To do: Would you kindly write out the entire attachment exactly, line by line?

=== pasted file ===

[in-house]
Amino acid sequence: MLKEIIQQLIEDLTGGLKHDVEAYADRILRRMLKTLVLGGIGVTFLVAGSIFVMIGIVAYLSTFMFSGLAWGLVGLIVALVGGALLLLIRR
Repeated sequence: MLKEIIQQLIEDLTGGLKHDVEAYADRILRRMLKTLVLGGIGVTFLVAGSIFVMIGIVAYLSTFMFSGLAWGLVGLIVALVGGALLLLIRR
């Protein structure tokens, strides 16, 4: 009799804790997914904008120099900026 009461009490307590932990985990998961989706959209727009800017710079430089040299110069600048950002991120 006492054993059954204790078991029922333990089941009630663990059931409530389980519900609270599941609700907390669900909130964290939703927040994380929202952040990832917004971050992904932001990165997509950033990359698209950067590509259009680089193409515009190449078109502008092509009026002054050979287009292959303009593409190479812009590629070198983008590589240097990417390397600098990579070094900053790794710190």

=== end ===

[in-house]
Amino acid sequence: MLKEIIQQLIEDLTGGLKHDVEAYADRILRRMLKTLVLGGIGVTFLVAGSIFVMIGIVAYLSTFMFSGLAWGLVGLIVALVGGALLLLIRR
Repeated sequence: MLKEIIQQLIEDLTGGLKHDVEAYADRILRRMLKTLVLGGIGVTFLVAGSIFVMIGIVAYLSTFMFSGLAWGLVGLIVALVGGALLLLIRR
């Protein structure tokens, strides 16, 4: 009799804790997914904008120099900026 009461009490307590932990985990998961989706959209727009800017710079430089040299110069600048950002991120 006492054993059954204790078991029922333990089941009630663990059931409530389980519900609270599941609700907390669900909130964290939703927040994380929202952040990832917004971050992904932001990165997509950033990359698209950067590509259009680089193409515009190449078109502008092509009026002054050979287009292959303009593409190479812009590629070198983008590589240097990417390397600098990579070094900053790794710190």